With an owner-only plan and modest W-2 wages of $50,000, an S corporation owner can sock away $23,500 (25% of $50,000, the employer contribution, which equals $12,500, plus $11,000 of employee deferrals). To sock that much away in 2001 under plans then available, an S corporation owner needed a $156,667 W-2-and payment of an additional $6,800 in payroll taxes.

Pioneer reports high interest in its Uni-K product from second-income spouses, and for good reason. At lower incomes, the upgrade from the prior law's restrictive 25%-of-pay limitation works wonders. A sole proprietor earning $25,000 net can elect deferrals of $11,000 to accompany the business's 20% contribution ($5,000) for $16,000 in total retirement savings. The complementary tax savings are nothing to sneeze at, either. Second incomes are decimated by the couple's marginal tax rate. An owner-k can relieve much of that irritation.

The effect of the new rules at low incomes can be leveraged in a family context. Townsend advises one client who earns a good living from a primary job but has an even better sideline business.

"Taxes are absolutely killing him," Townsend says. "The wife works in the business, and a couple of the college-age kids are doing some part-time work there, so we're going to create a family limited liability company" and have it adopt an owner-k plan. Everyone in the family will be an LLC member. "They'll all get some earned income, which shifts income out to the family, for starters. Then the individuals can save $11,000 each as a deferral," Townsend says, "and on top of that, the (unincorporated) company is contributing the maximum 20% for each." (All plan participants must be treated equally.) If a child's share of the entity's earnings, net of half the self-employment tax, is $14,000, $13,800 can be put toward her retirement-deferrals of $11,000, plus $2,800 (20% of $14,000 net earnings) by the business. "We're going to the hilt on this one," Townsend says.

You Better Shop Around

Although the micro-k market is new, advisors nevertheless must discern between a flood of "me too!" products and differentiated offerings. Evaluate owner 401(k) plans on several fronts, chief among them: cost/services included, investment selection, loan support, and ease of transitioning the plan when adding common-law employees, says Gary E. Lineberry, a senior vice president at AXA Financial.

An owner-k should be easy to implement, but that isn't always the case. Some vendors ask you to complete the same thick adoption agreement that a large corporation would. Forget that. Seek a streamlined product (Putnam, for instance, says its point-and-click application takes mere minutes to complete) and scrutinize how loans are administered.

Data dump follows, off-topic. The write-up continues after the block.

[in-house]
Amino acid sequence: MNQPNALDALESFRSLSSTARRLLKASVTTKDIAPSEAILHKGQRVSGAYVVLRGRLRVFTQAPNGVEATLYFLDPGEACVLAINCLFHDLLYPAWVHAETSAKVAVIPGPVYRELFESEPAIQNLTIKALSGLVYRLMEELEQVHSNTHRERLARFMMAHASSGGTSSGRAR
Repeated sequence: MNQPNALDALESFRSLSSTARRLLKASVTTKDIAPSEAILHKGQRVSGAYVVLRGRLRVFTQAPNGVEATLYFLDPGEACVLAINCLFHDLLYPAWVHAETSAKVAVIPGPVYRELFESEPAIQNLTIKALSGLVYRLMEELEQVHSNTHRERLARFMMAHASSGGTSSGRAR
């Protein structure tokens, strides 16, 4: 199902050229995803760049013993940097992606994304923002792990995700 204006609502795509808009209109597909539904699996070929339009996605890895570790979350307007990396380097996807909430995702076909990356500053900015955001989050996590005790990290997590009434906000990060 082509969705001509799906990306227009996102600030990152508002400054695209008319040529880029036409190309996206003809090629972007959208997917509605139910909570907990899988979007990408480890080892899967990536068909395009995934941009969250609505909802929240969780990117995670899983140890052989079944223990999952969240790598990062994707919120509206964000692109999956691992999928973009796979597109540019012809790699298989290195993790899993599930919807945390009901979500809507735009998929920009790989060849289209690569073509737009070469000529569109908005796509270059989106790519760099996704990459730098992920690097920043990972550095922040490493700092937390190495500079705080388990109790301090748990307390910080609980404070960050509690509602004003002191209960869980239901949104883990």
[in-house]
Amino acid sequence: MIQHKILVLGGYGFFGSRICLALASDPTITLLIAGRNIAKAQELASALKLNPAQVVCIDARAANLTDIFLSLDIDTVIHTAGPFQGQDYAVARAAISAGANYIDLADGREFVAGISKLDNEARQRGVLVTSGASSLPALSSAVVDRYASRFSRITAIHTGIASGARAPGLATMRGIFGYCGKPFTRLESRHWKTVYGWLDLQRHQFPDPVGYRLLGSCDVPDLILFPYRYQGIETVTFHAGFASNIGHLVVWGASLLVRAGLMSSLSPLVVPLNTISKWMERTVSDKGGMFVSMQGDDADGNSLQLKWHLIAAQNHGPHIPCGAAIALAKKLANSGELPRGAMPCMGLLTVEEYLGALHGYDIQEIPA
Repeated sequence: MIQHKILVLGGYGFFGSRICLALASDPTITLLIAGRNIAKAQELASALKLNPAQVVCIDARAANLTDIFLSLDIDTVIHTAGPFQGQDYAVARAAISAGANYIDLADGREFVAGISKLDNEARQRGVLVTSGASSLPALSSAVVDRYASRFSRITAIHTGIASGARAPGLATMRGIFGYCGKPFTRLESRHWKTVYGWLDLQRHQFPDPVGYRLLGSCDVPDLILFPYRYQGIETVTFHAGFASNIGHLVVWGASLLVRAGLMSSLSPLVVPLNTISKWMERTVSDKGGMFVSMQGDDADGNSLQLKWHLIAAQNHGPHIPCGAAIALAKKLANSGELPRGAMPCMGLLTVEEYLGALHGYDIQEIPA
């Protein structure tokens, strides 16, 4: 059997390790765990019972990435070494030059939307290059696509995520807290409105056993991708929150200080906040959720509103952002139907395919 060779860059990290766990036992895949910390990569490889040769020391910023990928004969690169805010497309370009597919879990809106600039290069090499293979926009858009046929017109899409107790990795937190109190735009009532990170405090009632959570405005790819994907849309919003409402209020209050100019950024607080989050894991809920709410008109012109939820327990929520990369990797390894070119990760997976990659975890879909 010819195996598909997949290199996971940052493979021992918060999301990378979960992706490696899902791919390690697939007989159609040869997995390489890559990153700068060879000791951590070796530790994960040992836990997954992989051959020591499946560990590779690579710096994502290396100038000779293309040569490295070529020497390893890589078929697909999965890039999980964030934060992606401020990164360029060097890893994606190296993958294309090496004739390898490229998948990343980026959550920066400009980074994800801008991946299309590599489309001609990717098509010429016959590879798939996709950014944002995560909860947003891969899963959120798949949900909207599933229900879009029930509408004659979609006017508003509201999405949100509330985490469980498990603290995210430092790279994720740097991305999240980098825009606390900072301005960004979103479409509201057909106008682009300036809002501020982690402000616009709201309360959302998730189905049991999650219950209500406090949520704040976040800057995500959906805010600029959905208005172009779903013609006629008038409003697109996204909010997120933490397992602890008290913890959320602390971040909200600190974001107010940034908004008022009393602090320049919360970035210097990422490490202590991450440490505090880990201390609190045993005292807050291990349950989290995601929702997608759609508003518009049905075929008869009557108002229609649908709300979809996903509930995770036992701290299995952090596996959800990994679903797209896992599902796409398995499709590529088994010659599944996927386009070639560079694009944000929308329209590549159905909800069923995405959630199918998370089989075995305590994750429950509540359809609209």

Regarding cost, it's a blizzard of pricing structures out there. "There are full-service products and low-fee products. The important thing is to compare apples to apples," says Ben Norquist, strategic development director for Bisys Retirement Services, a leading prototype-document manufacturer. Ask whether there's a charge to establish the plan. There isn't with Pioneer's Uni-K or the Owner's 401(k) from Equitable.

What about a fee to roll in assets from another plan? Equitable charges $100 for that. What costs are associated with borrowing from the plan? Does the plan's annual fee cover all owners and family? With some products, multiple participants cost more. Does the annual fee include preparation of the plan's tax return, IRS Form 5500? If not, does the vendor offer tax prep? The $250 yearly cost for North Track Funds' Plan4One includes a signature-ready return (required when plan assets exceed $100,000, and for corporations with multiple nonspouse owners). Pioneer and Putnam charge $250 for a completed Form 5500, above the annual fee.

To some, mass providers' low-cost, off-the-shelf products actually come at a cost. "You have to use their funds," says planner Eileen Dorsey, president of Money Consultants Inc. in St. Louis. Dorsey had a client who was put off by the investment choices of one fund company's product, so she engaged a local outfit to draft a prototype plan "for about $600. And then it's a couple hundred dollars per year," says Dorsey. Townsend, meanwhile, ponied up $1,240 to become a sponsor of Bisys Retirement Services' Individual(k) (and also another Bisys plan).

There's a $600 annual fee, plus incidental charges, and the costs aren't necessarily passed on to clients. "If we're managing their assets, this is just a service to provide," Townsend says. "We've also talked to some other advisors in town who may want to use our owner-only plan for a small fee. If I can collect just a few (fees), it pays for the cost."

Before committing a client to an owner-k-especially if she or he harbors dreams of growing the enterprise-query about the process of transforming the plan into one that can accommodate workers. Is it a seamless process? Is there a charge? What are the providers' fees for a larger-scale plan?

Clearly, owner 401(k) plans are a winner-for business owners, for advisors, and for financial-services companies. Washington may never have intended owner-only plans, says Putnam's Mintzer, "but I bet there's a couple of folks patting themselves on the back for their brilliance."